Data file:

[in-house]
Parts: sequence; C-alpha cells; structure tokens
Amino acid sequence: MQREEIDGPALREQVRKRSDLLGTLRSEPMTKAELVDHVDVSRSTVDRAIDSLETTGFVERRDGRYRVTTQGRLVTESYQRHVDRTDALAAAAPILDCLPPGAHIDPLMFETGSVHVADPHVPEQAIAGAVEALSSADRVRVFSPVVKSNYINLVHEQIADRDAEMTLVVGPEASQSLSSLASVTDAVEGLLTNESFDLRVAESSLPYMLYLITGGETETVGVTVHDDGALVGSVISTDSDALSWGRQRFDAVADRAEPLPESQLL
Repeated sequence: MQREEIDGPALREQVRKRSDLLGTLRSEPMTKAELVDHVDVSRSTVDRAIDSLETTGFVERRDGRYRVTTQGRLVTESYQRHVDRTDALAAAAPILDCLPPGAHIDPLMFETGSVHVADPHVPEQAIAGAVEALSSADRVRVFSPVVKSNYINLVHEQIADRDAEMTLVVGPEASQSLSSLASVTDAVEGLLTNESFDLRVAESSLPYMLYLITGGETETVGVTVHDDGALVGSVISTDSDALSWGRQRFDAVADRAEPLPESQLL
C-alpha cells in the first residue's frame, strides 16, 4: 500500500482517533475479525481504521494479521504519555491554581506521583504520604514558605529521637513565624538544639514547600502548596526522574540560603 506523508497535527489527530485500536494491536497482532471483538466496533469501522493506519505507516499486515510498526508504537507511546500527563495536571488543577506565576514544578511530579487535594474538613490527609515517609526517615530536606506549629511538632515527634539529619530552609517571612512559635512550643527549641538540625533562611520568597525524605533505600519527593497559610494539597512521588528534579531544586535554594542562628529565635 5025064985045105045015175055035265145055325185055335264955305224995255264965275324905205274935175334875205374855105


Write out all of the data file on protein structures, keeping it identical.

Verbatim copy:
[in-house]
Parts: sequence; C-alpha cells; structure tokens
Amino acid sequence: MQREEIDGPALREQVRKRSDLLGTLRSEPMTKAELVDHVDVSRSTVDRAIDSLETTGFVERRDGRYRVTTQGRLVTESYQRHVDRTDALAAAAPILDCLPPGAHIDPLMFETGSVHVADPHVPEQAIAGAVEALSSADRVRVFSPVVKSNYINLVHEQIADRDAEMTLVVGPEASQSLSSLASVTDAVEGLLTNESFDLRVAESSLPYMLYLITGGETETVGVTVHDDGALVGSVISTDSDALSWGRQRFDAVADRAEPLPESQLL
Repeated sequence: MQREEIDGPALREQVRKRSDLLGTLRSEPMTKAELVDHVDVSRSTVDRAIDSLETTGFVERRDGRYRVTTQGRLVTESYQRHVDRTDALAAAAPILDCLPPGAHIDPLMFETGSVHVADPHVPEQAIAGAVEALSSADRVRVFSPVVKSNYINLVHEQIADRDAEMTLVVGPEASQSLSSLASVTDAVEGLLTNESFDLRVAESSLPYMLYLITGGETETVGVTVHDDGALVGSVISTDSDALSWGRQRFDAVADRAEPLPESQLL
C-alpha cells in the first residue's frame, strides 16, 4: 500500500482517533475479525481504521494479521504519555491554581506521583504520604514558605529521637513565624538544639514547600502548596526522574540560603 506523508497535527489527530485500536494491536497482532471483538466496533469501522493506519505507516499486515510498526508504537507511546500527563495536571488543577506565576514544578511530579487535594474538613490527609515517609526517615530536606506549629511538632515527634539529619530552609517571612512559635512550643527549641538540625533562611520568597525524605533505600519527593497559610494539597512521588528534579531544586535554594542562628529565635 5025064985045105045015175055035265145055325185055335264955305224995255264965275324905205274935175334875205374855105